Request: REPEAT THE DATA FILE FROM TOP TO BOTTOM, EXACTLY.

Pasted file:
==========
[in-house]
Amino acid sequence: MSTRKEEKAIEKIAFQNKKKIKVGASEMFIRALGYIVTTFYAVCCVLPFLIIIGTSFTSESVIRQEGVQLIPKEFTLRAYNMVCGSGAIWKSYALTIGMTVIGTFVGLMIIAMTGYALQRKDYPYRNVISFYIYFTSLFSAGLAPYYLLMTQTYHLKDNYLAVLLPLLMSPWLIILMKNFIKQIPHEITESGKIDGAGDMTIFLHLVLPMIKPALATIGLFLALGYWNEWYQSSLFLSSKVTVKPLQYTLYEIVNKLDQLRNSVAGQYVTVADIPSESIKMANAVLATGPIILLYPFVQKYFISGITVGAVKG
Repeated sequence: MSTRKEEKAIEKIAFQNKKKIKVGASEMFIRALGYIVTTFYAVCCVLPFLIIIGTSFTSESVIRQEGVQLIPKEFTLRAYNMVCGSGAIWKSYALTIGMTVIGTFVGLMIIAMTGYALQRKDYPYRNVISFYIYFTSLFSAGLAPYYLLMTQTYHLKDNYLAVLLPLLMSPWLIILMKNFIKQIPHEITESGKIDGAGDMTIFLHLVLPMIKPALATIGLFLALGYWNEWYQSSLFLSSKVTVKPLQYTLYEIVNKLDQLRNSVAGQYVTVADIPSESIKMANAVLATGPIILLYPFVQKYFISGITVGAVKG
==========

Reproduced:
[in-house]
Amino acid sequence: MSTRKEEKAIEKIAFQNKKKIKVGASEMFIRALGYIVTTFYAVCCVLPFLIIIGTSFTSESVIRQEGVQLIPKEFTLRAYNMVCGSGAIWKSYALTIGMTVIGTFVGLMIIAMTGYALQRKDYPYRNVISFYIYFTSLFSAGLAPYYLLMTQTYHLKDNYLAVLLPLLMSPWLIILMKNFIKQIPHEITESGKIDGAGDMTIFLHLVLPMIKPALATIGLFLALGYWNEWYQSSLFLSSKVTVKPLQYTLYEIVNKLDQLRNSVAGQYVTVADIPSESIKMANAVLATGPIILLYPFVQKYFISGITVGAVKG
Repeated sequence: MSTRKEEKAIEKIAFQNKKKIKVGASEMFIRALGYIVTTFYAVCCVLPFLIIIGTSFTSESVIRQEGVQLIPKEFTLRAYNMVCGSGAIWKSYALTIGMTVIGTFVGLMIIAMTGYALQRKDYPYRNVISFYIYFTSLFSAGLAPYYLLMTQTYHLKDNYLAVLLPLLMSPWLIILMKNFIKQIPHEITESGKIDGAGDMTIFLHLVLPMIKPALATIGLFLALGYWNEWYQSSLFLSSKVTVKPLQYTLYEIVNKLDQLRNSVAGQYVTVADIPSESIKMANAVLATGPIILLYPFVQKYFISGITVGAVKG